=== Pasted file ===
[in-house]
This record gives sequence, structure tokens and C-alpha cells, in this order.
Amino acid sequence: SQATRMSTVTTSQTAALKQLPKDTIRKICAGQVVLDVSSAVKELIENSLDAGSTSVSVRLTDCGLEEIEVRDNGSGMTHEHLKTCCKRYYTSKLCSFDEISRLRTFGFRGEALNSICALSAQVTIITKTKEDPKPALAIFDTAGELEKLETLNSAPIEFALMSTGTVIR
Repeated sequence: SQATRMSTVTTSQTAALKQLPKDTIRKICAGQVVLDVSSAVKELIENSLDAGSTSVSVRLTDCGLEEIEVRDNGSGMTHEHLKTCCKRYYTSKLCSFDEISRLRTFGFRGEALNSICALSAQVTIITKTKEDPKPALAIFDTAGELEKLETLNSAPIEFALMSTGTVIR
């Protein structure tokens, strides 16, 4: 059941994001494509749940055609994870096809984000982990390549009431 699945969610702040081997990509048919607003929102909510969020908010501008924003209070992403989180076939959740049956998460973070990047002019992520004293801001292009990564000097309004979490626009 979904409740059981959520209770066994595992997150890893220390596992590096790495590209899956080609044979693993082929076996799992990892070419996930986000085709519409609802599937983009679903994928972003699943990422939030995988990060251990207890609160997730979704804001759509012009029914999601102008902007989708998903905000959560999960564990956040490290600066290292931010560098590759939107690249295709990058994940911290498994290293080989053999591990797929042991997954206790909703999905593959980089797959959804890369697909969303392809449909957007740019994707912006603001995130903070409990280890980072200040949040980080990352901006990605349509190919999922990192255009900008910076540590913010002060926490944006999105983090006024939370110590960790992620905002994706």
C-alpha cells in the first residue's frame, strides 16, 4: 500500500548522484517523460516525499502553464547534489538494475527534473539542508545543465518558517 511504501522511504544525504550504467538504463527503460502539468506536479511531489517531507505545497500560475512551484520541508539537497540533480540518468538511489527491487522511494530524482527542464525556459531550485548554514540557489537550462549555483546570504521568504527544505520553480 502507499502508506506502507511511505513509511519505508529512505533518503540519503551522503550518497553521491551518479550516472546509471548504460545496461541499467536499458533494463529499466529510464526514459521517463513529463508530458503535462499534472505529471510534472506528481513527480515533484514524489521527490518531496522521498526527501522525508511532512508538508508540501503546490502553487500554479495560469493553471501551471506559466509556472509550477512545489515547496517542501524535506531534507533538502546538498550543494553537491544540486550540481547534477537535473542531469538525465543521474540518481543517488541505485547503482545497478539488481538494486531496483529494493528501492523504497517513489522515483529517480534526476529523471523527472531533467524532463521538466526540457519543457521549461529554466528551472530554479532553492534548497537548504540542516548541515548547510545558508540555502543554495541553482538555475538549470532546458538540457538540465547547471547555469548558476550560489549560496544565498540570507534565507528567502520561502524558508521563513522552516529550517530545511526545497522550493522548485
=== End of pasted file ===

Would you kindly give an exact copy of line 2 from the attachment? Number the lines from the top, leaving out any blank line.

This record gives sequence, structure tokens and C-alpha cells, in this order.